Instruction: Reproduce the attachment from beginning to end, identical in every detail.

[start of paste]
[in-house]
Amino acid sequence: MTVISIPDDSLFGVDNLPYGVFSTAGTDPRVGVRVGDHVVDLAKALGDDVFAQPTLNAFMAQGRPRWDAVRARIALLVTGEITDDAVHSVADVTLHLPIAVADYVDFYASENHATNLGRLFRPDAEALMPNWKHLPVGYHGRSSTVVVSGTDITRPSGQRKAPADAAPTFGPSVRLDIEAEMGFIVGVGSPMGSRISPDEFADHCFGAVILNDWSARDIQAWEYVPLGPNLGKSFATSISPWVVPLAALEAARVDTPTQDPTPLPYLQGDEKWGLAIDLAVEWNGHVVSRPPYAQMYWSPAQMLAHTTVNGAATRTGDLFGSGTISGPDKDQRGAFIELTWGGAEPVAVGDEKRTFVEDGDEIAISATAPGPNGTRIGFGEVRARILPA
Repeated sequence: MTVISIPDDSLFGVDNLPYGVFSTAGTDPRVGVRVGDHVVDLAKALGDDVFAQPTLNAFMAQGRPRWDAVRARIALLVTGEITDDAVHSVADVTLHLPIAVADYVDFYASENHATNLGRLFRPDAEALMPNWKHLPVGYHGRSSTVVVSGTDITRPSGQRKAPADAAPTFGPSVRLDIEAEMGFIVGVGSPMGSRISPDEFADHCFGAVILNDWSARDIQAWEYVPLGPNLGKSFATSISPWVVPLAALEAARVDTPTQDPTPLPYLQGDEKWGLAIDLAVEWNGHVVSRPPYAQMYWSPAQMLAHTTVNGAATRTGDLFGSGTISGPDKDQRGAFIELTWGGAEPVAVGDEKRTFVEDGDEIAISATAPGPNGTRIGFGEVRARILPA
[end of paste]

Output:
[in-house]
Amino acid sequence: MTVISIPDDSLFGVDNLPYGVFSTAGTDPRVGVRVGDHVVDLAKALGDDVFAQPTLNAFMAQGRPRWDAVRARIALLVTGEITDDAVHSVADVTLHLPIAVADYVDFYASENHATNLGRLFRPDAEALMPNWKHLPVGYHGRSSTVVVSGTDITRPSGQRKAPADAAPTFGPSVRLDIEAEMGFIVGVGSPMGSRISPDEFADHCFGAVILNDWSARDIQAWEYVPLGPNLGKSFATSISPWVVPLAALEAARVDTPTQDPTPLPYLQGDEKWGLAIDLAVEWNGHVVSRPPYAQMYWSPAQMLAHTTVNGAATRTGDLFGSGTISGPDKDQRGAFIELTWGGAEPVAVGDEKRTFVEDGDEIAISATAPGPNGTRIGFGEVRARILPA
Repeated sequence: MTVISIPDDSLFGVDNLPYGVFSTAGTDPRVGVRVGDHVVDLAKALGDDVFAQPTLNAFMAQGRPRWDAVRARIALLVTGEITDDAVHSVADVTLHLPIAVADYVDFYASENHATNLGRLFRPDAEALMPNWKHLPVGYHGRSSTVVVSGTDITRPSGQRKAPADAAPTFGPSVRLDIEAEMGFIVGVGSPMGSRISPDEFADHCFGAVILNDWSARDIQAWEYVPLGPNLGKSFATSISPWVVPLAALEAARVDTPTQDPTPLPYLQGDEKWGLAIDLAVEWNGHVVSRPPYAQMYWSPAQMLAHTTVNGAATRTGDLFGSGTISGPDKDQRGAFIELTWGGAEPVAVGDEKRTFVEDGDEIAISATAPGPNGTRIGFGEVRARILPA